David Carr, over at the NY Times, has a good column pointing out not just how silly NBC's efforts to block all websites from showing the Olympics opening ceremony before it broadcast the (long delayed) ceremonies itself was, but also how it didn't make much sense
. Comparing it to the story last week concerning the Philadelphia Inquirer's braindead policy to delay stories
until the print paper comes out, Carr notes the difference between viewing online as solely a "broadcast" medium, to one where much more is happening. For example, the stories Carr heard from his friends who got around NBC's media blackout resulted in him watching the official broadcast:
I was one of them, in part because as the day wore on, I saw all manner of oohing and ahhing on the Web from bloggers and friends who had peeked in and found themselves awe-struck. By the time the broadcast rolled around, my daughter and I had been nicely primed by the Web fanatics for what was, after all, a kind of epic movie made in real time that was best enjoyed on a big screen with good resolution.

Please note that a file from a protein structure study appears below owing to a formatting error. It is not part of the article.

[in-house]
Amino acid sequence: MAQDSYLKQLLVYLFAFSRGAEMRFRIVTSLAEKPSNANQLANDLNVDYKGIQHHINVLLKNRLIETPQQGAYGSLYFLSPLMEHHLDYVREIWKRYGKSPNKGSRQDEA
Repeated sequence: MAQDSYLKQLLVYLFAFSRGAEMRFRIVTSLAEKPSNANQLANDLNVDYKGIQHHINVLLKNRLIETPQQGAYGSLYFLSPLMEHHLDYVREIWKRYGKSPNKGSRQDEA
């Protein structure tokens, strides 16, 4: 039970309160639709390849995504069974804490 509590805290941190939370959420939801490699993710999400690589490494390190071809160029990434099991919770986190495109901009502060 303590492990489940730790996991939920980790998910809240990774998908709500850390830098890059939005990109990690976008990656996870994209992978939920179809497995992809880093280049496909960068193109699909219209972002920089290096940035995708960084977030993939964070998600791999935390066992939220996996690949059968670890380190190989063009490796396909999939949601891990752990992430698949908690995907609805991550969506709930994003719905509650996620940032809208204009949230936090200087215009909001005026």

In other words, rather than trying to block all the internet broadcasts of the opening ceremonies, just let them drive more interest in catching the full broadcast. He also points out that the internet isn't just a system for broadcasting content, but it's a way for people to interact with the content. That can be about promoting it to others (as people did concerning the opening ceremonies to Carr) or it could be in letting them contribute to the story, as others did in telling Carr's colleague about getting around NBC's block:
On Saturday, Mr. Stelter's wonderful article in The New York Times on how people were working around the blackout on the Olympic ceremony began as a post on Twitter seeking consumer experiences, then jumped onto his blog, TV Decoder, caught the attention of editors who wanted it expanded for the newspaper and ended up on Page One, jammed with insight and with plenty of examples from real human experience.
These aren't new ideas, but it's nice to see a media reporter from such a mainstream publication as the Times schooling other old media properties like NBC and the Philadelphia Inquirer in how it's done.